Finally, Kakley contends that the jury should have been given a cautionary instruction concerning Richard's credibility as an informant. Again, Kakley's attorney neither requested such an instruction nor objected to its omission; the issue is foreclosed on appeal unless there was plain error. Although, as we have repeatedly emphasized, it is advisable to give a special credibility instruction in any case where the government relies on informant testimony, we have consistently held that it is not automatic error to omit an unrequested special credibility instruction where the informant's testimony, though uncorroborated, is credible and internally consistent. United States v. Fortes, 619 F.2d 108, 124 (1st Cir. 1980); United States v. Wright, 573 F.2d 681, 685 (1st Cir.), cert. denied, 436 U.S. 949, 56 L. Ed. 2d 792, 98 S. Ct. 2857 (1978); United States v. House, 471 F.2d 886, 888 (1st Cir. 1973). Richards's testimony was not only credible and internally consistent, but also substantially corroborated by the tape recorded conversations with Kakley and Brown and by the testimony of law enforcement agents. The case cited by Kakley, United States v. Garcia, 528 F.2d 580, 588 (5th Cir.), cert. denied sub nom. Sandoval v. United States, 426 U.S. 952, 49 L. Ed. 2d 1190, 96 S. Ct. 3177 (1976), involving the "totally uncorroborated" testimony of a highly paid informant, is not in point. The failure to instruct the jury on informant credibility was not error.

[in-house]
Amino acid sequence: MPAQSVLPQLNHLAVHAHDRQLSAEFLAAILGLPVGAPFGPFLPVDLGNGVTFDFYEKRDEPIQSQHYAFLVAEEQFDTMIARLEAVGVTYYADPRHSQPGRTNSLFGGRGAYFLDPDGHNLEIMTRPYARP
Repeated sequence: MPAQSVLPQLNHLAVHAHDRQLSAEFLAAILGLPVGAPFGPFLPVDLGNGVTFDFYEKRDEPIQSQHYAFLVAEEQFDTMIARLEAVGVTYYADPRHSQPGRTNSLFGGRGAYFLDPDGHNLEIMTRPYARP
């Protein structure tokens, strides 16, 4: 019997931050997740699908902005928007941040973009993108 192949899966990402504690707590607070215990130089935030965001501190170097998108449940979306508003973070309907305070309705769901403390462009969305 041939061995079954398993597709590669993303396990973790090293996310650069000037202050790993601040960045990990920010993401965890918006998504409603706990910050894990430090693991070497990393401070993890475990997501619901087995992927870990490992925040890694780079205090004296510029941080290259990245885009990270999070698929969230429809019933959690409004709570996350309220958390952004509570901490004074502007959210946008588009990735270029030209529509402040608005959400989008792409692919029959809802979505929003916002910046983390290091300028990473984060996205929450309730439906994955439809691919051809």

We conclude that Kakley's contentions lack merit.
The conviction is affirmed.
* Of the Supreme Court of the United States, sitting by designation.